Abstract and Keywords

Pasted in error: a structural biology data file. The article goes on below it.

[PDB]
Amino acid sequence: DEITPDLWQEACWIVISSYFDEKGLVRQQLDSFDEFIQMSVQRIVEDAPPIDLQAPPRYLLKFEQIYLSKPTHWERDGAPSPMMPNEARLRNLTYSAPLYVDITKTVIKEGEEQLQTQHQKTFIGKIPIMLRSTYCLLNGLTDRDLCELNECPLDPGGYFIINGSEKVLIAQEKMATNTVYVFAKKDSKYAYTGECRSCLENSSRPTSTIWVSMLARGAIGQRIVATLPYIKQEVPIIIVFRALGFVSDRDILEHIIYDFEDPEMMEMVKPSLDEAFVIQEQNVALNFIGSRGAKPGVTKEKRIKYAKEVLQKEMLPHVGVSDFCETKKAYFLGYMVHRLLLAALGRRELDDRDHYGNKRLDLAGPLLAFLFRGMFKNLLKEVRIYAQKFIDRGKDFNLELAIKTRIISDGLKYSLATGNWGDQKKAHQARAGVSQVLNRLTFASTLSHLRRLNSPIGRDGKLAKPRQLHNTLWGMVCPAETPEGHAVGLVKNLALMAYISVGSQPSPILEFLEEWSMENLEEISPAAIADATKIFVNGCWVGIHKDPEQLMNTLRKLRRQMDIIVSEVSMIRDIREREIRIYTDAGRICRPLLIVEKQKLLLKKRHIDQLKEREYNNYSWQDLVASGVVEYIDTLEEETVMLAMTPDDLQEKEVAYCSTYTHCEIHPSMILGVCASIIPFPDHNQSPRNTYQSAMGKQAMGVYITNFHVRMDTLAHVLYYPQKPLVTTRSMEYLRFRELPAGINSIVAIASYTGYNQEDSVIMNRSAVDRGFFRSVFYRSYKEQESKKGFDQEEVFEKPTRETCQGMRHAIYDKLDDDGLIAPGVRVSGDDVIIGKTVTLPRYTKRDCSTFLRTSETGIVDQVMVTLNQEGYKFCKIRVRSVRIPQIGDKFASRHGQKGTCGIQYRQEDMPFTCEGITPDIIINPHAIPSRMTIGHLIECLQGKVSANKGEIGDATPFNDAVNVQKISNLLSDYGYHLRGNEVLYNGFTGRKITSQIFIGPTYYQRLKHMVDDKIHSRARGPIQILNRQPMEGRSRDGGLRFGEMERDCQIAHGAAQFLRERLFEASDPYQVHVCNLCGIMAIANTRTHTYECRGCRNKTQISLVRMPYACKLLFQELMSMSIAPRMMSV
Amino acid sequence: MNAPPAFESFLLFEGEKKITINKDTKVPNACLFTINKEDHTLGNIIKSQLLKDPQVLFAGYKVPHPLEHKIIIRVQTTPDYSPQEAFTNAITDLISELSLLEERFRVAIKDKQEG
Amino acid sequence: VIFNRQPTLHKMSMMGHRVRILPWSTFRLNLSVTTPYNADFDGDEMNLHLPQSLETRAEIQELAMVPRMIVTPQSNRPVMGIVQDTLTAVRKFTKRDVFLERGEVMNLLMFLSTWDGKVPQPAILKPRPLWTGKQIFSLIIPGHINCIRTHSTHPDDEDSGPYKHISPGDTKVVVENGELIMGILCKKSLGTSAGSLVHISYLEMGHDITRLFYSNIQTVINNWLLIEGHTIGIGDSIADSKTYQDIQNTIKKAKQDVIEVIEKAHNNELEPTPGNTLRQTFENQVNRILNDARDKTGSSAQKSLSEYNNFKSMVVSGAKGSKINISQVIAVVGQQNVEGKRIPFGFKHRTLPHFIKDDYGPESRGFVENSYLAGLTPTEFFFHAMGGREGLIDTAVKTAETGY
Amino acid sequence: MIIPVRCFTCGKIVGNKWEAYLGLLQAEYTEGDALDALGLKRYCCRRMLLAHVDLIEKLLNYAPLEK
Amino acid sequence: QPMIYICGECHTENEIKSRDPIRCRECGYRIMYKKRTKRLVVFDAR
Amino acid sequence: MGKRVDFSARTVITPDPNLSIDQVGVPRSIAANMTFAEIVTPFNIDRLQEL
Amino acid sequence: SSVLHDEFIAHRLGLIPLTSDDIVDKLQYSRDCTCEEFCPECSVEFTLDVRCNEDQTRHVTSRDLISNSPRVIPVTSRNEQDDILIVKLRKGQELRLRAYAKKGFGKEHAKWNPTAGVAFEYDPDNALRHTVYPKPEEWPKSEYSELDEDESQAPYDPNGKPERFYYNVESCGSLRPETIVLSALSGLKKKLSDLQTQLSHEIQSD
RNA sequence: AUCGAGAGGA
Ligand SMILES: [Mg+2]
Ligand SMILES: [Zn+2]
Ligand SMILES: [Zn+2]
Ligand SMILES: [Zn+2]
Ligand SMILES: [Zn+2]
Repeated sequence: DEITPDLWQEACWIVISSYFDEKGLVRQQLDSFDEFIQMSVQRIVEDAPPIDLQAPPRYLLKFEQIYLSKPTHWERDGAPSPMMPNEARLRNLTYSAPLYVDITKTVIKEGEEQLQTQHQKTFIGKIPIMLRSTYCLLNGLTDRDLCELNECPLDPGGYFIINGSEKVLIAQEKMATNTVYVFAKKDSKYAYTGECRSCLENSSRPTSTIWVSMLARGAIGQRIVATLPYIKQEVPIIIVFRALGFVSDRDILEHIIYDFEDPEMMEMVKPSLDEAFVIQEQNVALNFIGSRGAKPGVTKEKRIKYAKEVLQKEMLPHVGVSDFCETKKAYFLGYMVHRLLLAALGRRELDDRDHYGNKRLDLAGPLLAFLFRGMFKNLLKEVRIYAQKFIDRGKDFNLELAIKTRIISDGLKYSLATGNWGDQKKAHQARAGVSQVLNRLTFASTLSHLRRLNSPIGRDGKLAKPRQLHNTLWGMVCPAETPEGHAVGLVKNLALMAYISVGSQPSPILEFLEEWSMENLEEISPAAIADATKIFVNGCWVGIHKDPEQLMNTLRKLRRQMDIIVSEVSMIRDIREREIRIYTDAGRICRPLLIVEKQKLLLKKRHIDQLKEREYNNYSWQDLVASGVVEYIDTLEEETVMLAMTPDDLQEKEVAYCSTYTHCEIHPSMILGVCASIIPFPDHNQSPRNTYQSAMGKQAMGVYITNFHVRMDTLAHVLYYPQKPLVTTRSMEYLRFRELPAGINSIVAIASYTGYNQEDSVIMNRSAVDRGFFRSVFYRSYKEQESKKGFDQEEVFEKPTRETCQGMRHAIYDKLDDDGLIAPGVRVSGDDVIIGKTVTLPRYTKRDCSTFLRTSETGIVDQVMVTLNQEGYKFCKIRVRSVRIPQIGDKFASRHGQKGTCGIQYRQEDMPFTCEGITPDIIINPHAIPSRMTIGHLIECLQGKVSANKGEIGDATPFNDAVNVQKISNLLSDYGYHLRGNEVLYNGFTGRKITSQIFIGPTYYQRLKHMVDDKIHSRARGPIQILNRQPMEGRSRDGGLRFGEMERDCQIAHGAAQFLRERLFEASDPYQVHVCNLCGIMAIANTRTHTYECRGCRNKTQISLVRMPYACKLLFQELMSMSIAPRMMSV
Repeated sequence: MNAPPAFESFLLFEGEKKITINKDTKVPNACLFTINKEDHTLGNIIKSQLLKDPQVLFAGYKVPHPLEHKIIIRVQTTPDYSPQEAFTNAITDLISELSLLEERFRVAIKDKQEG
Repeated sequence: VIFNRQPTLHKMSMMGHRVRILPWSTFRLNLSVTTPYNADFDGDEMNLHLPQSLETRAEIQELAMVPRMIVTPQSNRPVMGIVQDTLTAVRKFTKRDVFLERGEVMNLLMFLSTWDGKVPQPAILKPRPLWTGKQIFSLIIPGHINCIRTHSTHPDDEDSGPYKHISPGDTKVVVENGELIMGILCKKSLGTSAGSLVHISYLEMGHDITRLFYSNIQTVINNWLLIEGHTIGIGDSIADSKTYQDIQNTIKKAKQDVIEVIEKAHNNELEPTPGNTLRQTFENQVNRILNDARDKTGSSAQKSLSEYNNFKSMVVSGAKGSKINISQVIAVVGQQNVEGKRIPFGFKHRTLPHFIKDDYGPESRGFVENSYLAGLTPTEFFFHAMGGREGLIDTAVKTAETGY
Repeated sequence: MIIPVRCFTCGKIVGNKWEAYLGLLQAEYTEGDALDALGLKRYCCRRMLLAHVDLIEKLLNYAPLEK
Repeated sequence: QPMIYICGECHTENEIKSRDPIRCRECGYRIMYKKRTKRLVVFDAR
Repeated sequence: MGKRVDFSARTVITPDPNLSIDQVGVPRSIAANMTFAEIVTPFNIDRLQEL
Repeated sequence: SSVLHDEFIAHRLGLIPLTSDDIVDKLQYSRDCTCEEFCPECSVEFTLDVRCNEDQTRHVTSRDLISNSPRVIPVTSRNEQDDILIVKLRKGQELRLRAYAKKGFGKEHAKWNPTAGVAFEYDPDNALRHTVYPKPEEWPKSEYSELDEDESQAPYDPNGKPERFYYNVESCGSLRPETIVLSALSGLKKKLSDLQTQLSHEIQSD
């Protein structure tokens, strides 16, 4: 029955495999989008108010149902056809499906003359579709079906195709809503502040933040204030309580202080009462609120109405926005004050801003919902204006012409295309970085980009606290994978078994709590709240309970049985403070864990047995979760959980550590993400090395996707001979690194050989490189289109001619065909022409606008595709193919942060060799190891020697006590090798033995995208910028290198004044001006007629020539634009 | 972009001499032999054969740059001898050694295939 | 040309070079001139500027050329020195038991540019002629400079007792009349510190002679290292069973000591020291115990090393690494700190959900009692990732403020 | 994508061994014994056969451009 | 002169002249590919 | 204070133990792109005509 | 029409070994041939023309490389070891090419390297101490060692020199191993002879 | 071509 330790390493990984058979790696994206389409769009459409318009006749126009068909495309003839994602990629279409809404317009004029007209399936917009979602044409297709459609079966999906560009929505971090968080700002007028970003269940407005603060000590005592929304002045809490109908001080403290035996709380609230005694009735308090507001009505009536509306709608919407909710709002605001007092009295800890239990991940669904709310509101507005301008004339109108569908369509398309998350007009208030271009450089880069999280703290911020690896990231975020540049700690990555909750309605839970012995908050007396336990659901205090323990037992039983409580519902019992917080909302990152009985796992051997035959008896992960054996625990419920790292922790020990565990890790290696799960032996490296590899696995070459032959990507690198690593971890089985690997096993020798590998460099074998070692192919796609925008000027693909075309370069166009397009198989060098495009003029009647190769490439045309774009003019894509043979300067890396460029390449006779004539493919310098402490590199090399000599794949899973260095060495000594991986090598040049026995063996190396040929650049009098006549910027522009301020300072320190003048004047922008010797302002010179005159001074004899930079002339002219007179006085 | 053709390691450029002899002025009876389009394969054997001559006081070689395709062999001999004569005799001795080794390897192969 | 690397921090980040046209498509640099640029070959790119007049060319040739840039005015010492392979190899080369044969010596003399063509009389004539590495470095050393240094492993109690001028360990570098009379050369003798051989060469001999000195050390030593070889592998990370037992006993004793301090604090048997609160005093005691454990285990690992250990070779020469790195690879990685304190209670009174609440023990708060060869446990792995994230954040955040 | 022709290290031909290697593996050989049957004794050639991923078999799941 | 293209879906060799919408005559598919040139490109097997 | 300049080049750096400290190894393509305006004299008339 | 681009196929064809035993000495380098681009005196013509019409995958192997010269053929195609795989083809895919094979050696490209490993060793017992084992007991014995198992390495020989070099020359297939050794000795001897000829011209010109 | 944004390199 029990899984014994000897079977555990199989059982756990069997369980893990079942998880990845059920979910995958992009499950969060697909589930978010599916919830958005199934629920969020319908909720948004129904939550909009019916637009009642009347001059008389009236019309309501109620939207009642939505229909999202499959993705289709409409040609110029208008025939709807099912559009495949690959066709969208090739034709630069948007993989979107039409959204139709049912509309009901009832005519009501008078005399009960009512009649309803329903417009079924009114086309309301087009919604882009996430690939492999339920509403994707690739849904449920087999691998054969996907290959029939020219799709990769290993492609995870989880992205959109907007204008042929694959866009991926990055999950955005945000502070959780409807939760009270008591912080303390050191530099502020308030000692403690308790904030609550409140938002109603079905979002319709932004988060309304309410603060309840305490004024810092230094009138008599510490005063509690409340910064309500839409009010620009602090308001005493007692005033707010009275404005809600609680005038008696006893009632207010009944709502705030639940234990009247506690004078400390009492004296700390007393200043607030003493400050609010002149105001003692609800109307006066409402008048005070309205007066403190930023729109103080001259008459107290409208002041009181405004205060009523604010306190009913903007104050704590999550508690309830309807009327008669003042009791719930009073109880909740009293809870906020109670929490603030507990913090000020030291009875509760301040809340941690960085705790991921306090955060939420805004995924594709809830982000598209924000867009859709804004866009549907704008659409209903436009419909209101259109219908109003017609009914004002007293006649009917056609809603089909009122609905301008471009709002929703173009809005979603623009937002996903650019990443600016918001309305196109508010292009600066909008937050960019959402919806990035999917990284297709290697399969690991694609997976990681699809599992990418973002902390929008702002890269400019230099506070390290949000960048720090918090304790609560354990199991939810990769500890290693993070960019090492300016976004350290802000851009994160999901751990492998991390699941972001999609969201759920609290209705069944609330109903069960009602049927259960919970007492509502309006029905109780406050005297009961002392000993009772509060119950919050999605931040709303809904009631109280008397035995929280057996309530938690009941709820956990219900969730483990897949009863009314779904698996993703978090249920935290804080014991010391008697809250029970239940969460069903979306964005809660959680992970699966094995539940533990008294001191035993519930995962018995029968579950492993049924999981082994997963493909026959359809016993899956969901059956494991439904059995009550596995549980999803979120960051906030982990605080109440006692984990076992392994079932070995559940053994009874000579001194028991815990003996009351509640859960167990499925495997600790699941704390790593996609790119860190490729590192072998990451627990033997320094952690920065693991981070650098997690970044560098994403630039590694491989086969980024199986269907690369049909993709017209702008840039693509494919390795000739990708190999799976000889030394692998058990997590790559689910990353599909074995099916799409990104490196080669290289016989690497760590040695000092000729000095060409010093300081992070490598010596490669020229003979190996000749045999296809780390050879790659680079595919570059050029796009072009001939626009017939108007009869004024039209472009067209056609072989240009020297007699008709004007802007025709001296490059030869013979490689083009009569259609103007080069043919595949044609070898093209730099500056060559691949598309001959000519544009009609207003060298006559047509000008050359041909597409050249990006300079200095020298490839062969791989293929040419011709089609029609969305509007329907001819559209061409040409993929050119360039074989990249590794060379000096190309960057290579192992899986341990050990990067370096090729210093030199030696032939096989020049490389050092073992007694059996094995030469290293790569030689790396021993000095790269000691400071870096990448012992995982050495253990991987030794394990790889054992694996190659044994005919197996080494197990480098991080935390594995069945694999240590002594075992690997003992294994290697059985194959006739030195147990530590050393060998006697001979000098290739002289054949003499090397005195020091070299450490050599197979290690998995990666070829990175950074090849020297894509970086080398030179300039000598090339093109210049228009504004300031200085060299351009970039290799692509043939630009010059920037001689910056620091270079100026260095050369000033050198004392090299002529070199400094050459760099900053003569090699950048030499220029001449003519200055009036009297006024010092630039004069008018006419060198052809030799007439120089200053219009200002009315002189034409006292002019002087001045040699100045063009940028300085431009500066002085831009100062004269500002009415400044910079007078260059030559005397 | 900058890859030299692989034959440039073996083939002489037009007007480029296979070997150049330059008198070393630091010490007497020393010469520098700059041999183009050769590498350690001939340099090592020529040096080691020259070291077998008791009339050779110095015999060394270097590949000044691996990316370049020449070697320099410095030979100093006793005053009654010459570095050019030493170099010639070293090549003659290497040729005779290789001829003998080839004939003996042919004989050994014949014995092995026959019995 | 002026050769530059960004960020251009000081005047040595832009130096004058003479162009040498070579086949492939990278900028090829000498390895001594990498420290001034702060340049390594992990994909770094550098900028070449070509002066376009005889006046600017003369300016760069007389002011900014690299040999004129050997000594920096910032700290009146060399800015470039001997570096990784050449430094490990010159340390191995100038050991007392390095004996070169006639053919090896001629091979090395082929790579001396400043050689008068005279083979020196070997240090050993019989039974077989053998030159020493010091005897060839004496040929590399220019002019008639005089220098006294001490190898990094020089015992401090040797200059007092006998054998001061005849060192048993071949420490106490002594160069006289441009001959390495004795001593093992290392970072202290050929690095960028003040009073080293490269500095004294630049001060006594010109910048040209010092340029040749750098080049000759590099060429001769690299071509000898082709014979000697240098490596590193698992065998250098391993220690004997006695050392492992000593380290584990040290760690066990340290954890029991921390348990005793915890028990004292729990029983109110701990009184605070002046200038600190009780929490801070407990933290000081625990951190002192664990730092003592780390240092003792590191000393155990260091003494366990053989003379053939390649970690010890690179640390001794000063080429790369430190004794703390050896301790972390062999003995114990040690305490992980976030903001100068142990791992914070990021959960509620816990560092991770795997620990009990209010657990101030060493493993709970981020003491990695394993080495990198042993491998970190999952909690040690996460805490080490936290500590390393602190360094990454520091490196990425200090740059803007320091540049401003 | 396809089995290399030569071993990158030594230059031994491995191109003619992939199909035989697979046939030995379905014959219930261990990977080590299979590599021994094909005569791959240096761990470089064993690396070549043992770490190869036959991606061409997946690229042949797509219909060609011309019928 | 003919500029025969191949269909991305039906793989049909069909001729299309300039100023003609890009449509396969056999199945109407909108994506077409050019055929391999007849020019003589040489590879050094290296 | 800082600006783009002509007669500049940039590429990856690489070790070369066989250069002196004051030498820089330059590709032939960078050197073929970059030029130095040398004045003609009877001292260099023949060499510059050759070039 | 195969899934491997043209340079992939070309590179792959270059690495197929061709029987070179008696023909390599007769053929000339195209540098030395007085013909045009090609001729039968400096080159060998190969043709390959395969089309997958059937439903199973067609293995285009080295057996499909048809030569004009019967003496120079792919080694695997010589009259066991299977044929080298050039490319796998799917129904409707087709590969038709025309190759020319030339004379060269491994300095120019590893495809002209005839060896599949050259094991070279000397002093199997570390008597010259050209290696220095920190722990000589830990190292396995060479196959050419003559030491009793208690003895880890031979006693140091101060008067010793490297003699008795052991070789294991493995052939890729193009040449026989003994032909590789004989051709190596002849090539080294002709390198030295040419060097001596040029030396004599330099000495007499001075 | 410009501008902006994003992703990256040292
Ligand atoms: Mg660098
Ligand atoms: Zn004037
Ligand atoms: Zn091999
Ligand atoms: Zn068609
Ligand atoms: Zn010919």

Three different versions of Cinderella, which are studied here, offer an opportunity to examine the specificity of a musical made for television and the medium as it changes over the years between. The first version was performed live in a complex soundstage set. The live-ness and the integral set meant that the performance was closest to a theatrical production. The acting style is theatrical and slightly restrained to the small scale of the television screen, particularly the small screen of the 1950s. The 1965 version was shot on soundstages, with much simpler and more spacious sets. The 1957 version has a rococo design aesthetic and the 1965 version is a combination of the modern and the medieval. The Disney version is strongly centered on the voice. The role of the Prince in this version is considerably more “generic adolescent” than the Prince of the 1965 version. The structural bonding between Cinderella and the Prince is used efficiently in the 1997 version, where the leads meet through Richard Rodgers's “The Sweetest Sound”, interpolated from No Strings. The relationship between the Prince and Cinderella is focused in this version but more attention is given to other characters, particularly the fairy godmother, the stepmother, and the major-domo of the castle. The romance between Cinderella and the Prince in this version seems more youthful.
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